We’ve covered a number of Gems for keeping an eye on your Mac’s performance and activity, including MenuMeters, iPulse, and MemoryStick. I recently came across another useful option, MiniUsage, which makes some activity information easily accessible via a bit of space on your menu-bar.
With MiniUsage running, a small menu-bar display shows your choice of system-performance data: CPU usage (the percentage of your Mac’s processing power that’s currently in use), incoming network data rate, outgoing network data rate, or (on a laptop) battery. Alternatively, MiniUsage’s display can rotate through these statistics, changing every few seconds. You choose how often the statistics are updated, from every second to every five seconds.
Click on the MiniUsage menu, and the program shows you a live-updated, sorted list of the processes using the most CPU resources, along with the percentage of CPU use for each; you choose how many processes are displayed, from one to 20. This is a great way to quickly see which programs and processes are bogging down your Mac’s processor(s). Snow Leopard users can even switch to a program by choosing its name from the MiniUsage menu.
(One bug here is that if a process’s name includes a space, the second word of the name appears in the CPU-percentage field instead of that percentage. The process appears in the correct location in the list, but you don’t see the actual CPU-usage number.)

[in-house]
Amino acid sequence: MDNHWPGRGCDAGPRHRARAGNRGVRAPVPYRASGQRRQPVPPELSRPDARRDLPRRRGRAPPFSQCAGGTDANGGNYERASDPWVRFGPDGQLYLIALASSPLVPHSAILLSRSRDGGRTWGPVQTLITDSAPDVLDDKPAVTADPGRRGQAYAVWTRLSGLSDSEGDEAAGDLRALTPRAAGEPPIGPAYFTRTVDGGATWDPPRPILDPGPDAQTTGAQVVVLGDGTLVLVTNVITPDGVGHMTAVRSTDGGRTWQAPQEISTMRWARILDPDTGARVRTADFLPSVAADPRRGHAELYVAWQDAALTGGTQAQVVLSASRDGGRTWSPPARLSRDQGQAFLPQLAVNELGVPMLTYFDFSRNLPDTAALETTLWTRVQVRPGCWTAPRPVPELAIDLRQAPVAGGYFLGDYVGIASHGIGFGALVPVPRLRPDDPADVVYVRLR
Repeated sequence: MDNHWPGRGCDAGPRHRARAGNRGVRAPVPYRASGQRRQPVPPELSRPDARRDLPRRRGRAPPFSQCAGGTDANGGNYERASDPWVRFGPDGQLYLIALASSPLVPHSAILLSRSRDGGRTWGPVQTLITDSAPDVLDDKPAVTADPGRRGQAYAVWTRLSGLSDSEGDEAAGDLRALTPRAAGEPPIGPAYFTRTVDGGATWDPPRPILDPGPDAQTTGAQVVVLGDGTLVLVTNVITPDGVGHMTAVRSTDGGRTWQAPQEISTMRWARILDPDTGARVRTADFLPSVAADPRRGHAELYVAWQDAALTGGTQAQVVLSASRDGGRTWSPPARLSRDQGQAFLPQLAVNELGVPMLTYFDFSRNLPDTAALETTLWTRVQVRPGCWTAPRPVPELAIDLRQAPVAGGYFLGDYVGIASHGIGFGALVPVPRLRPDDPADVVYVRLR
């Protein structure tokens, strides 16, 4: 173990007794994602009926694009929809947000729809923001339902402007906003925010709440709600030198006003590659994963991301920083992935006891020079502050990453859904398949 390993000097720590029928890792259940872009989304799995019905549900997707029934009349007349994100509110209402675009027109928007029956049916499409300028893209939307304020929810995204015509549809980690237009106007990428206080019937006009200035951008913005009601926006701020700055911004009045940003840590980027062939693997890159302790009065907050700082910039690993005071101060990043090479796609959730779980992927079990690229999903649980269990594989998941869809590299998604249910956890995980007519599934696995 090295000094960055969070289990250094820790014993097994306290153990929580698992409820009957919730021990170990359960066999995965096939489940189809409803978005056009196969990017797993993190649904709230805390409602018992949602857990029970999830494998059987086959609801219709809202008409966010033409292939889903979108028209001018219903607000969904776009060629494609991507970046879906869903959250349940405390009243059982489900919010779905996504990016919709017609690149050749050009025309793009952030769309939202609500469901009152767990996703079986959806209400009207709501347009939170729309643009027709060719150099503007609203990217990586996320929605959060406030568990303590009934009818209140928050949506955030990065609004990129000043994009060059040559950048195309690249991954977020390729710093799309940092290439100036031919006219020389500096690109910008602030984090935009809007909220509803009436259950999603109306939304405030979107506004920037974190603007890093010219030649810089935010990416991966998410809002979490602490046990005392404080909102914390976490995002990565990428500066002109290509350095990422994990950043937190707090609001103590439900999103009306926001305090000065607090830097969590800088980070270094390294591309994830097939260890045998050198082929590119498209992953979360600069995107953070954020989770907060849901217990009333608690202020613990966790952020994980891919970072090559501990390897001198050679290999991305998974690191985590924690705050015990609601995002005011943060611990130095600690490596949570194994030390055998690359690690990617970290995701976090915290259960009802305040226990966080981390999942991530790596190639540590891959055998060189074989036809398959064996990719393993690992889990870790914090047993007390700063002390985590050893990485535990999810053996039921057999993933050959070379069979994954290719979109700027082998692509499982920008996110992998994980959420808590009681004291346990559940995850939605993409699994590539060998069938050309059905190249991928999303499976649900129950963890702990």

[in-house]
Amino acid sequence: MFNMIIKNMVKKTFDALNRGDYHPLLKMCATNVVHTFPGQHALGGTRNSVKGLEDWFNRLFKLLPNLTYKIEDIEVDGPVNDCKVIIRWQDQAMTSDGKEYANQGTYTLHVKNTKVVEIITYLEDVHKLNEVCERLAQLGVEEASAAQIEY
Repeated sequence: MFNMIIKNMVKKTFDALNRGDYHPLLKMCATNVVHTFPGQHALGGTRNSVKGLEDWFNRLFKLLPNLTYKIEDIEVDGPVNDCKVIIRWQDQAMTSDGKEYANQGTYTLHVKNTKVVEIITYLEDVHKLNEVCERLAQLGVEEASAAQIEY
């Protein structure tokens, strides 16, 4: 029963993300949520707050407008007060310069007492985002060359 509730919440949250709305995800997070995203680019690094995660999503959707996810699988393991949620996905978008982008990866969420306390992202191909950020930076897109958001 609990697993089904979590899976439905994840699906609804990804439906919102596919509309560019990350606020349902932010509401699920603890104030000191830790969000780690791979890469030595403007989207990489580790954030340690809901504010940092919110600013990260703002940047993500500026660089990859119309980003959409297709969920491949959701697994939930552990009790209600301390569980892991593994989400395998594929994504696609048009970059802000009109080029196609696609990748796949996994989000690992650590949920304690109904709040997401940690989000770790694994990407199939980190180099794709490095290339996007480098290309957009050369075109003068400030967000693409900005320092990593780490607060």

If your Mac has multiple processors or cores, the menu also displays what percentage of each core is currently being used; mouse over a core and a hierarchical menu shows how that usage is divided between system- and user-level processes.
The menu also displays the same network-throughput data you can opt to view in the menu bar, and mousing over the Detailed Information item in the menu shows you a pop-up view of the output of the top -l1 shell command (as if you’d entered that command in Terminal). Unfortunately, this display uses a proportional font, rather than a monospace one, so it’s nearly impossible to read—especially in Snow Leopard, where the output of top -l1 is already nearly useless.
Two bits of info I’d like to see in MiniUsage are memory usage (total and by process, just as the program displays CPU usage) and the available space on each connected volume. But given that MiniUsage was released less than a month ago, it’s a good bet the developer is already working on improving the program.
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